Zero perspectivers meet the Four Freedoms

Zero perspectivers (Noun) — Those who choose to complain, whine and criticize incessantly about how these are “trying times,” or other references to the current state of public affairs. Generally found on social media and/or protests wearing dark sunglasses during media interviews in major cities.

The annual Fourth of July holiday represents an opportunity to relax, take stock and look forward to celebrating the nation’s independence via community BBQs, events and best of all, firework shows. It’s as much a national past-time as baseball or perhaps even more when factoring in demographics behind who view the game.

Anxiety and disdain, however, are at higher levels than normal about where the country stands. It’s become cliché, but clearly the divide remains. Throw in a few presidential tweets that cut to the core of division and a complicit media, and the discourse, if that’s even what it can be called anymore, can get ugly fast. What should probably be primary sources of worry, such as terrorism and rogue nations claiming successful intercontinental ballistic missile tests, become secondary to what some talking head is yelling at another talking head on cable news.

It’s times like these that require more perspective than normal. Despite gridlock in D.C., the country is not facing trying times. Or at least not as trying as it was seven years ago during the Great Recession. Most people have jobs who want them (granted some aren’t as high paying as others,) and economically speaking, employment, GDP and savings rates are either near highs or pretty close. Not everyone shares in the prosperity, but hey, that’s a subject for another day.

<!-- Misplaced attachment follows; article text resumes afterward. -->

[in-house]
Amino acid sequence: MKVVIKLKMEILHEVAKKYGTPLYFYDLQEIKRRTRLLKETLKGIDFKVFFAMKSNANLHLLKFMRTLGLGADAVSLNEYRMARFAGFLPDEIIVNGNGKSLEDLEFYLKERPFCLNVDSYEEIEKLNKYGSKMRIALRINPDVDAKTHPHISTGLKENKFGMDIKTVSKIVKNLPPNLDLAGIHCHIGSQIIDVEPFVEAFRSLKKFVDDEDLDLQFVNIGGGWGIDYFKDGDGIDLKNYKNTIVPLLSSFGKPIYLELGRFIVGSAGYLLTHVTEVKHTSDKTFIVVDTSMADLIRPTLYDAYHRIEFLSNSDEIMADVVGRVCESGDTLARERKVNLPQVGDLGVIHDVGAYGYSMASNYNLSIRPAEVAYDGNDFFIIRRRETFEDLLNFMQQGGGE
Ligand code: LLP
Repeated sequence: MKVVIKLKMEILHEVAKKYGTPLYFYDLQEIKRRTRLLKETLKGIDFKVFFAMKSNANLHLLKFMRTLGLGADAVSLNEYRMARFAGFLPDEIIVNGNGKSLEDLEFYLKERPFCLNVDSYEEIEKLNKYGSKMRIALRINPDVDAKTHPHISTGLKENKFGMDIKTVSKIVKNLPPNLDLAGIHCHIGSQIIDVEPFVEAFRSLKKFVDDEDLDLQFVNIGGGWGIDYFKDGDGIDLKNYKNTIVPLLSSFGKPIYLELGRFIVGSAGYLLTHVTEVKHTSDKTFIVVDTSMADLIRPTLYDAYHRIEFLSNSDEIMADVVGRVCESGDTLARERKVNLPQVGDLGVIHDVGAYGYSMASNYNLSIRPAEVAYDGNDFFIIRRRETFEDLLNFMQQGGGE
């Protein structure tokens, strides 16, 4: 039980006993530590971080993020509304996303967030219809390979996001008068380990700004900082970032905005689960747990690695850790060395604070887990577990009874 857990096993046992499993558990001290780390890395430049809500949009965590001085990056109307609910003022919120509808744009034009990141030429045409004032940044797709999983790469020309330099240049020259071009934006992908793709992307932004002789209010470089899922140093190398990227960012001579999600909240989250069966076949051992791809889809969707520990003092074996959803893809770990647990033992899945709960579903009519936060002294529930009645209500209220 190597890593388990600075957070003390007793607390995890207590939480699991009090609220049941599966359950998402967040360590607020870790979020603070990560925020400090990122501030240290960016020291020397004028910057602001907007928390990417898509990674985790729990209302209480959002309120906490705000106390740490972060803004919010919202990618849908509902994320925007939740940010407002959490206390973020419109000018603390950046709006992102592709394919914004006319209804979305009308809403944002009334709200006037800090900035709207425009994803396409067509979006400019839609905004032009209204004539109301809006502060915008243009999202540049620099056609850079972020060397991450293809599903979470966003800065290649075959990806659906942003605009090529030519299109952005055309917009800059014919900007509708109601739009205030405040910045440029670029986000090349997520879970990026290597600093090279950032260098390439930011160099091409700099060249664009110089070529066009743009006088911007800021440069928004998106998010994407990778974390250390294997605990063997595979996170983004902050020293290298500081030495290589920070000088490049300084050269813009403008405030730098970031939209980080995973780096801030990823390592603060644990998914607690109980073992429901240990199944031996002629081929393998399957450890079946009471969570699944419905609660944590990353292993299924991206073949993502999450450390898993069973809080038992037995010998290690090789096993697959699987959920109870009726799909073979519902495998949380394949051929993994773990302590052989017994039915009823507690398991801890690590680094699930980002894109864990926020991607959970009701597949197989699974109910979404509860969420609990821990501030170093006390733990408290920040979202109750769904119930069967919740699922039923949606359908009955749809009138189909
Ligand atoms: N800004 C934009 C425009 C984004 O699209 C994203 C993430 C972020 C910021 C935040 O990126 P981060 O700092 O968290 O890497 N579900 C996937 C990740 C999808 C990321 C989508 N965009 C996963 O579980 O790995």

Freedom is not by accident. It’s the result of sacrifice, bravery, service and courageous leadership — first by members of the armed forces but also by those who lead them: Generals, field commanders, and dare to say, presidents.

Courtesy: FDR Library & Museum

One president, in particular, stood out recently. No, not the one seen body slamming CNN outside a wrestling ring. FDR’s Four Freedoms speech came across the screen from a friend who forwards great nuggets from time to time. It’s one of the true digital joys to be directed to something that literally changes perspective in a meaningful way. Granted the process doesn’t happen too often and generally only occurs through trusted sources, which are fewer by the day.

FDR, or Franklin Deleanor Roosevelt for younger viewers, encapsulated freedom in 1941 during what has to be the most fearful time in the country’s history. Bar none, really, if you take a step back. Here is an actual draft of an excerpt from the speech (courtesy: FDR Presidential Library and Museum):

Courtesy: FDR Library and Museum

# # #
Note: Like everything historical, you could read these freedoms and conclude that the means didn’t turn out to be the ends, or not even close. That may be true, but at the time, with a world war raging on an allies’ continent, it was a genuine appeal of the first order.